The westernmost component of the Tower Division was the ancient parish of Shoreditch, which would become fully urbanised as part of the East End/East London. Shoreditch's boundary with the parish of St Luke's (which, like its predecessor St Giles-without-Cripplegate served the Finsbury area) ran through the Moorfields countryside. These boundaries remained consistent after urbanisation and so might be said to delineate east and north London. The boundary line, with very slight modifications, has also become the boundary between the modern London Boroughs of Hackney and Islington.

Moorfields remained largely open until 1812, and the longstanding presence of that open space separating the emerging East End from the western urban expansion of London must have helped shape the varying economic character of the two parts and perceptions of their distinct identity (see map below).


Until about 1700, London did not extend far beyond the walled boundaries of the City of London. However, the population in the parishes to the east of the City was rising and this led to a need to break up the large ancient parish of Stepney into smaller units to provide adequate religious and civil administration. It was the industries associated with the River Thames, such as shipbuilding and the docks, that encouraged growth in the east, and by 1650, Shadwell was a developed maritime settlement. The docks in Tower Hamlets started to reach capacity in the early 19th century, and in 1855 the Royal Victoria Dock was opened in Newham. By 1882, Walter Besant and others, were able to describe East London as a city in its own right, on account of its large size and social disengagement from the rest of London.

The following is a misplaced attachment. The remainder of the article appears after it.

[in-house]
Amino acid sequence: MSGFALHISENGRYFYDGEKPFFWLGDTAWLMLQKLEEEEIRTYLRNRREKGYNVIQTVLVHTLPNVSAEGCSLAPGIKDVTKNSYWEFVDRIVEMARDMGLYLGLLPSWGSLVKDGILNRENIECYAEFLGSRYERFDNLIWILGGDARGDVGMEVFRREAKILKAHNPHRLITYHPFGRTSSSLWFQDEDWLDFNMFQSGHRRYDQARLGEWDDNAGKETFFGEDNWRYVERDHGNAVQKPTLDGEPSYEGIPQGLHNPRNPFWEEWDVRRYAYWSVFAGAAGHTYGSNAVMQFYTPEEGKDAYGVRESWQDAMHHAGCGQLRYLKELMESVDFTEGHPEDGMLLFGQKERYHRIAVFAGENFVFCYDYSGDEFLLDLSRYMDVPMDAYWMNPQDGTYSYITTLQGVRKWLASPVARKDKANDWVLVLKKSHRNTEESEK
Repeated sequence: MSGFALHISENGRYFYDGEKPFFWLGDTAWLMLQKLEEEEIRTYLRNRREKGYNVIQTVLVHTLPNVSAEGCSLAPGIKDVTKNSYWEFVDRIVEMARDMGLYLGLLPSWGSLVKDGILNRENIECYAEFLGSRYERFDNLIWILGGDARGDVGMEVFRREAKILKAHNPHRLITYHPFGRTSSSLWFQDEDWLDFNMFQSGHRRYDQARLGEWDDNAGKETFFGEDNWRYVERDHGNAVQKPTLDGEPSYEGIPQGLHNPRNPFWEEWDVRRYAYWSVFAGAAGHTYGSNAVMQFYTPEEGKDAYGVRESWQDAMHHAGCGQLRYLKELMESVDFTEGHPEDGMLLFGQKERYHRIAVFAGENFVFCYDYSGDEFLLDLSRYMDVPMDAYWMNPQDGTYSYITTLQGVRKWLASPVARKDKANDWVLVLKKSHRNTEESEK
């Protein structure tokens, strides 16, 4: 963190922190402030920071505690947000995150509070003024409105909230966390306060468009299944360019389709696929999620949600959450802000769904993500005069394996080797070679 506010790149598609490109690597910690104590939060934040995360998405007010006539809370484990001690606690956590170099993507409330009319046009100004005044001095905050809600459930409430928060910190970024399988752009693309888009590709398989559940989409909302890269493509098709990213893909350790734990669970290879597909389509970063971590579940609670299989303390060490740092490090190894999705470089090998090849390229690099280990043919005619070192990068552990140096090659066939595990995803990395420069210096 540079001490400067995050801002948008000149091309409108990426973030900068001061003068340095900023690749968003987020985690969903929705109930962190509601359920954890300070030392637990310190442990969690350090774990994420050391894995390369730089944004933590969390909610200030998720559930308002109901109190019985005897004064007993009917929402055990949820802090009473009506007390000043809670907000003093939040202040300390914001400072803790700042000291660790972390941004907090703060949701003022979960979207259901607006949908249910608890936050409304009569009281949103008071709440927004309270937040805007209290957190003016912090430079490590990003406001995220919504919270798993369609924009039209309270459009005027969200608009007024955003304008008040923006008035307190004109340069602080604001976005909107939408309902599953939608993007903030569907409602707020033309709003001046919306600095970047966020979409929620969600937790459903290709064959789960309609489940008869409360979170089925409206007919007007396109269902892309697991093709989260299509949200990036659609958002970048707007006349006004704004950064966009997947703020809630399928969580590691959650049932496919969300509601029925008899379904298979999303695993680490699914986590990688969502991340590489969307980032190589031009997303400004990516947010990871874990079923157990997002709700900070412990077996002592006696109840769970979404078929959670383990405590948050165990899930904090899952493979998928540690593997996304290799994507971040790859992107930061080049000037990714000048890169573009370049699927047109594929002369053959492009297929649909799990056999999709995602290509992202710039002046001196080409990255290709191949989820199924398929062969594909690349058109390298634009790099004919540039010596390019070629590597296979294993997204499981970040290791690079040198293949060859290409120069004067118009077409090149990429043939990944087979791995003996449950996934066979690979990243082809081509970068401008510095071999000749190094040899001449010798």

These industries declined in the later part of the 20th century (and earlier), but East London is now an area of regeneration. In the London Docklands, this has reached an advanced stage, but in the sections of East London that are within the Thames Gateway it is continuing, such as the redevelopment in Stratford associated with the 2012 Summer Olympics.

Areas further east developed in the Victorian and Edwardian eras after the expansion of the railways in the 19th century. Development of suburban houses for private sale was later matched by the provision of large-scale social housing at Becontree in the 1920s and Harold Hill after the Second World War. However, the urban footprint was constrained in 1878 by the protection of Epping Forest and later the implementation of the Metropolitan Green Belt. The density of development increased during the interwar period, and new industries developed, such as Ford at Dagenham. In Tower Hamlets, the population peaked in 1891 and growth was restricted to the outer boroughs. By 1971, the population had peaked in every borough and the population was declining throughout the entire area. By the time of the 2011 UK Census, this had reversed and every borough had undergone some growth in population.